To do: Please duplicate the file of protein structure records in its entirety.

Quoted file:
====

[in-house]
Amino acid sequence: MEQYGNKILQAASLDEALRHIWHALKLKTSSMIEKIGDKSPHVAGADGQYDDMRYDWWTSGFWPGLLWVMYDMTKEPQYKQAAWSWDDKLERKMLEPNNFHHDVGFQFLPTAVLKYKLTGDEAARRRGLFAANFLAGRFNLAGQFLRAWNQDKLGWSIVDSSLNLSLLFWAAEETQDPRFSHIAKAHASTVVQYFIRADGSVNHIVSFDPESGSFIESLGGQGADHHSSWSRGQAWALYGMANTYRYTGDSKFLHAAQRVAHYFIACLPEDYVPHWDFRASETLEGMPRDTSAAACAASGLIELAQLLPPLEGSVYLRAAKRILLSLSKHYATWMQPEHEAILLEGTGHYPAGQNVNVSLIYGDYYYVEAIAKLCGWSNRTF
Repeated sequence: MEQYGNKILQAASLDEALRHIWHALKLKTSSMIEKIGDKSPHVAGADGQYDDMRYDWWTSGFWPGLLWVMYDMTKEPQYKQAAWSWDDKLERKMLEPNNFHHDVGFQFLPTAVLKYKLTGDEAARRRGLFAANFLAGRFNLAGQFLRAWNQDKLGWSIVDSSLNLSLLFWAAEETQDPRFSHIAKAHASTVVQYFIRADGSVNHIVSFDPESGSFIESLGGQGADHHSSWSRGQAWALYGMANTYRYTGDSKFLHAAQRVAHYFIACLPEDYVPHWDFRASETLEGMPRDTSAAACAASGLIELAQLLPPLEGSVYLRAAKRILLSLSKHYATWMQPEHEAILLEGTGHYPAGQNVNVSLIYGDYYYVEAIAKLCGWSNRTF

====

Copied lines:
[in-house]
Amino acid sequence: MEQYGNKILQAASLDEALRHIWHALKLKTSSMIEKIGDKSPHVAGADGQYDDMRYDWWTSGFWPGLLWVMYDMTKEPQYKQAAWSWDDKLERKMLEPNNFHHDVGFQFLPTAVLKYKLTGDEAARRRGLFAANFLAGRFNLAGQFLRAWNQDKLGWSIVDSSLNLSLLFWAAEETQDPRFSHIAKAHASTVVQYFIRADGSVNHIVSFDPESGSFIESLGGQGADHHSSWSRGQAWALYGMANTYRYTGDSKFLHAAQRVAHYFIACLPEDYVPHWDFRASETLEGMPRDTSAAACAASGLIELAQLLPPLEGSVYLRAAKRILLSLSKHYATWMQPEHEAILLEGTGHYPAGQNVNVSLIYGDYYYVEAIAKLCGWSNRTF
Repeated sequence: MEQYGNKILQAASLDEALRHIWHALKLKTSSMIEKIGDKSPHVAGADGQYDDMRYDWWTSGFWPGLLWVMYDMTKEPQYKQAAWSWDDKLERKMLEPNNFHHDVGFQFLPTAVLKYKLTGDEAARRRGLFAANFLAGRFNLAGQFLRAWNQDKLGWSIVDSSLNLSLLFWAAEETQDPRFSHIAKAHASTVVQYFIRADGSVNHIVSFDPESGSFIESLGGQGADHHSSWSRGQAWALYGMANTYRYTGDSKFLHAAQRVAHYFIACLPEDYVPHWDFRASETLEGMPRDTSAAACAASGLIELAQLLPPLEGSVYLRAAKRILLSLSKHYATWMQPEHEAILLEGTGHYPAGQNVNVSLIYGDYYYVEAIAKLCGWSNRTF